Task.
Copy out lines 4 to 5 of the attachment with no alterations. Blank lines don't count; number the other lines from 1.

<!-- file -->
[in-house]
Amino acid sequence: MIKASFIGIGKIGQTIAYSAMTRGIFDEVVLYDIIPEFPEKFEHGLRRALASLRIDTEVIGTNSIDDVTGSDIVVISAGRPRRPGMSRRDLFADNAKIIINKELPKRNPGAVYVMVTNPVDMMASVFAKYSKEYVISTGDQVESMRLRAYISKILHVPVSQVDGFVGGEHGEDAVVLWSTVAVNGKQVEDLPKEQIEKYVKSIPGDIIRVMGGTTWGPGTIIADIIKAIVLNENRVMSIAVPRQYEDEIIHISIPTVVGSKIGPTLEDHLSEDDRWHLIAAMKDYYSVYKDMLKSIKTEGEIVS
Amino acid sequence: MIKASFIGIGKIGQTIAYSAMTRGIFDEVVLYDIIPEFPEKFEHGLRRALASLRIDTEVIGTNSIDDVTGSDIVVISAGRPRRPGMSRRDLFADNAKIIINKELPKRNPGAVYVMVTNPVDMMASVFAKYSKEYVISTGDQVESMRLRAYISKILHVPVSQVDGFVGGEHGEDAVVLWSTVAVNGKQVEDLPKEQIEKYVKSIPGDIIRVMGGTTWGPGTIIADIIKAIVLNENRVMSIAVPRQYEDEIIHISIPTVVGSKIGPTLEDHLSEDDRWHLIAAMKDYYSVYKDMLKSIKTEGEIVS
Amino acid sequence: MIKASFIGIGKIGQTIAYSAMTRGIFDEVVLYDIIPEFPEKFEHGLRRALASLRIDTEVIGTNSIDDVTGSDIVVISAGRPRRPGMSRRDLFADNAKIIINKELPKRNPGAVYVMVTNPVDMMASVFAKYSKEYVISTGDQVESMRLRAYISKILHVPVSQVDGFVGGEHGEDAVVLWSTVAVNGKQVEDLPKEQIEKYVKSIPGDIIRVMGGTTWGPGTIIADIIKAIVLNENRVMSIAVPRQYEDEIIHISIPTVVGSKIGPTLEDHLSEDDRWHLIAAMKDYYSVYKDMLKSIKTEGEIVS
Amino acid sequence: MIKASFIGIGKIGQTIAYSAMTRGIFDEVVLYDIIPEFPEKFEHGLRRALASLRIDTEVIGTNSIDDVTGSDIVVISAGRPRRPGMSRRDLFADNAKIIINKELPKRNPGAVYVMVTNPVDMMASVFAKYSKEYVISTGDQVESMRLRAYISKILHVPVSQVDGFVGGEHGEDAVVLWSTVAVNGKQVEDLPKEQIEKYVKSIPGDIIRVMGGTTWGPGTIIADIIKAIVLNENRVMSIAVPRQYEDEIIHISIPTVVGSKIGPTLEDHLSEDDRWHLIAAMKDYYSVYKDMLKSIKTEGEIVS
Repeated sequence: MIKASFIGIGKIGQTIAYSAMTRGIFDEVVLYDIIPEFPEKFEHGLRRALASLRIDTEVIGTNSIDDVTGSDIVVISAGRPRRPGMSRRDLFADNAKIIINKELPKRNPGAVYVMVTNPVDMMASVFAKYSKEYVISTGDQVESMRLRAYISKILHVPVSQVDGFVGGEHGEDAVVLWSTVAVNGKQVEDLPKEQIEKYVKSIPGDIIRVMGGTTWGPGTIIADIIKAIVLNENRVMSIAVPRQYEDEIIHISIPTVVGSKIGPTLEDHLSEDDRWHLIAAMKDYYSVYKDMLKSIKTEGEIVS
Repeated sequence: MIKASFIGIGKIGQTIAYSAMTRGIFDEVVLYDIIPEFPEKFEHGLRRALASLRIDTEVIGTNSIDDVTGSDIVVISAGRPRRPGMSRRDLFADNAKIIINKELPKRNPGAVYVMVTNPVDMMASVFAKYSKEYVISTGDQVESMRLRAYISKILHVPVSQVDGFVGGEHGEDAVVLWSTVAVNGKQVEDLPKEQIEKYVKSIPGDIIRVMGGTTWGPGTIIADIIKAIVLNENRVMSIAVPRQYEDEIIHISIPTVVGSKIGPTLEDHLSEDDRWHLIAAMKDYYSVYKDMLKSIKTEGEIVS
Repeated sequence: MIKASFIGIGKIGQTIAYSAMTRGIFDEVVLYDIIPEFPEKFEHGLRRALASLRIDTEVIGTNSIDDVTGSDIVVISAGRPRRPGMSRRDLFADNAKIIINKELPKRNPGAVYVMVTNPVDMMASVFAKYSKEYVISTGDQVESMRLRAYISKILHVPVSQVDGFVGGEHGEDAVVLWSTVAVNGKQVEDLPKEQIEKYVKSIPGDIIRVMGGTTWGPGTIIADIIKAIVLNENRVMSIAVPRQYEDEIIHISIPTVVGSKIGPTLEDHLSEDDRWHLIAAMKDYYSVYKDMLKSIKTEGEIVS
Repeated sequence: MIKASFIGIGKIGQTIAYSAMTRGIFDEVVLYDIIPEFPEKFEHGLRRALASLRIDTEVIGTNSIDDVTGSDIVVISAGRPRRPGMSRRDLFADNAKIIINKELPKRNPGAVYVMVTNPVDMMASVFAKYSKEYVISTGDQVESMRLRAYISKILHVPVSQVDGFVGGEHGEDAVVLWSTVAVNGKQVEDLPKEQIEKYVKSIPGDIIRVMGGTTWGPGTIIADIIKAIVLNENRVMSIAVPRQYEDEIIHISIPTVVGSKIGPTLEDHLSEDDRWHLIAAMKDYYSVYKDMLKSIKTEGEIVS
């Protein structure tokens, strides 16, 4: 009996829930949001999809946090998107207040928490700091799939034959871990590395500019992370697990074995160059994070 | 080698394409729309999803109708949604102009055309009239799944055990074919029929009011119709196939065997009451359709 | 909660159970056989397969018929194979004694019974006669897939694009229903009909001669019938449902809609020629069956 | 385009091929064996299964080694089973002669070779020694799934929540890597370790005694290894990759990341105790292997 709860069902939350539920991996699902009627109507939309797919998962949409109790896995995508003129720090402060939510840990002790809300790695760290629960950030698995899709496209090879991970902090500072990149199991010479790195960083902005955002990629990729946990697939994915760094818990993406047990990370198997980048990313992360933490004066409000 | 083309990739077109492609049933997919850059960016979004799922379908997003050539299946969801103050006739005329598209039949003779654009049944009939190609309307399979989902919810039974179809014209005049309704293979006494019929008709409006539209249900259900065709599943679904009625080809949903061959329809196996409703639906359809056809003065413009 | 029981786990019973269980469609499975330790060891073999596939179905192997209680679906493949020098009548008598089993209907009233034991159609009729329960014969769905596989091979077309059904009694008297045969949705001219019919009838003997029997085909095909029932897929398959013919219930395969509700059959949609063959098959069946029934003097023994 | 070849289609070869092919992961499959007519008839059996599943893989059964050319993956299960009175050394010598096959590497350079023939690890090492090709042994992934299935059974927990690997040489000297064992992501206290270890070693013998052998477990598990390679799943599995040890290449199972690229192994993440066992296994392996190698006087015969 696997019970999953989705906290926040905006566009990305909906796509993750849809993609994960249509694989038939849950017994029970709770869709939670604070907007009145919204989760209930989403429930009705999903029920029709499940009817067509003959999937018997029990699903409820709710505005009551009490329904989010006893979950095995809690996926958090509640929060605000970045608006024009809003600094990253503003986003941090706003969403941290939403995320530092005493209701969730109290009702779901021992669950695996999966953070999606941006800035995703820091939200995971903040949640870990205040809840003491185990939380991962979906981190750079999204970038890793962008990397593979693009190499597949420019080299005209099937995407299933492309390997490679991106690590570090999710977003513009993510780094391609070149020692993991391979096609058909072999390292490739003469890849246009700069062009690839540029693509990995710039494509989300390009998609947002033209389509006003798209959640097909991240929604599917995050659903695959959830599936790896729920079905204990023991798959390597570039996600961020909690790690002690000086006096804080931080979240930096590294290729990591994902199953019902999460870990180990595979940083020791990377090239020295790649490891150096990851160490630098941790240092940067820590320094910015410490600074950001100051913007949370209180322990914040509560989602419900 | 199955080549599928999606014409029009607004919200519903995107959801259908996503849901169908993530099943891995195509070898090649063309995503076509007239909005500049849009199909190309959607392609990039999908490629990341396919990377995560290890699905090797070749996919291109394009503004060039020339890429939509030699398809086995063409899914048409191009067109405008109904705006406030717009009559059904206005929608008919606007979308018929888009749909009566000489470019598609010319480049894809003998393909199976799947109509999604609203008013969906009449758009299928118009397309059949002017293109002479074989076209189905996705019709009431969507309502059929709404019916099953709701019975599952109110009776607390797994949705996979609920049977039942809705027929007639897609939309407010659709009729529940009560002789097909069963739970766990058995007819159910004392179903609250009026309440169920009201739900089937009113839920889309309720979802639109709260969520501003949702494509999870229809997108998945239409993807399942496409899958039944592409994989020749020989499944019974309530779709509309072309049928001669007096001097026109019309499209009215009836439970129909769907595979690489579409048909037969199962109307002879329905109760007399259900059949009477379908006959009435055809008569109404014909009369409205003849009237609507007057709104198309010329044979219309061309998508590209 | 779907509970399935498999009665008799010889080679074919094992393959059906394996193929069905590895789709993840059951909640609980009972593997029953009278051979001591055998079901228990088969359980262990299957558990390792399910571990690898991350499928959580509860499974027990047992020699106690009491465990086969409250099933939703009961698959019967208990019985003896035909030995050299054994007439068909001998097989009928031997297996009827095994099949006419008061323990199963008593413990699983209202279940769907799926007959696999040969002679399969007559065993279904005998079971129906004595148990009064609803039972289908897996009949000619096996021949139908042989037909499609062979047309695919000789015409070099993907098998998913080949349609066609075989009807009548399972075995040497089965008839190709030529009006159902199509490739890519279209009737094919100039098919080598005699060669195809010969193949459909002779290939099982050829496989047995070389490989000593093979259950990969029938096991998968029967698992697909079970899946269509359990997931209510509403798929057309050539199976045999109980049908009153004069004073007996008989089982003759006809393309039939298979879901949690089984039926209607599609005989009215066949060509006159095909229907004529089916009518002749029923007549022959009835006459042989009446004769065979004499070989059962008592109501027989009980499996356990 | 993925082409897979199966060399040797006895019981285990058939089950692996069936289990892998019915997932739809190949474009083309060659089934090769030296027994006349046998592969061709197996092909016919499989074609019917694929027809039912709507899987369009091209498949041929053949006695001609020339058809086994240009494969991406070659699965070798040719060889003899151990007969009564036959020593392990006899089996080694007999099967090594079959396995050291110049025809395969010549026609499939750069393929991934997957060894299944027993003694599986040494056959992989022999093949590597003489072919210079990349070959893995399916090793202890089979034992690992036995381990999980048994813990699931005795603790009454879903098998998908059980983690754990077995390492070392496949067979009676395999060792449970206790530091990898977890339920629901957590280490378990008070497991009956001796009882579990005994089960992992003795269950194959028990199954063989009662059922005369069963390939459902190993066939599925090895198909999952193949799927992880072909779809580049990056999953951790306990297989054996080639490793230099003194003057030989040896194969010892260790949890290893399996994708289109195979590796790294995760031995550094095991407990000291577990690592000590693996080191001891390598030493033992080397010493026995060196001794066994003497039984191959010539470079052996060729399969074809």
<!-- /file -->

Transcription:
Amino acid sequence: MIKASFIGIGKIGQTIAYSAMTRGIFDEVVLYDIIPEFPEKFEHGLRRALASLRIDTEVIGTNSIDDVTGSDIVVISAGRPRRPGMSRRDLFADNAKIIINKELPKRNPGAVYVMVTNPVDMMASVFAKYSKEYVISTGDQVESMRLRAYISKILHVPVSQVDGFVGGEHGEDAVVLWSTVAVNGKQVEDLPKEQIEKYVKSIPGDIIRVMGGTTWGPGTIIADIIKAIVLNENRVMSIAVPRQYEDEIIHISIPTVVGSKIGPTLEDHLSEDDRWHLIAAMKDYYSVYKDMLKSIKTEGEIVS
Amino acid sequence: MIKASFIGIGKIGQTIAYSAMTRGIFDEVVLYDIIPEFPEKFEHGLRRALASLRIDTEVIGTNSIDDVTGSDIVVISAGRPRRPGMSRRDLFADNAKIIINKELPKRNPGAVYVMVTNPVDMMASVFAKYSKEYVISTGDQVESMRLRAYISKILHVPVSQVDGFVGGEHGEDAVVLWSTVAVNGKQVEDLPKEQIEKYVKSIPGDIIRVMGGTTWGPGTIIADIIKAIVLNENRVMSIAVPRQYEDEIIHISIPTVVGSKIGPTLEDHLSEDDRWHLIAAMKDYYSVYKDMLKSIKTEGEIVS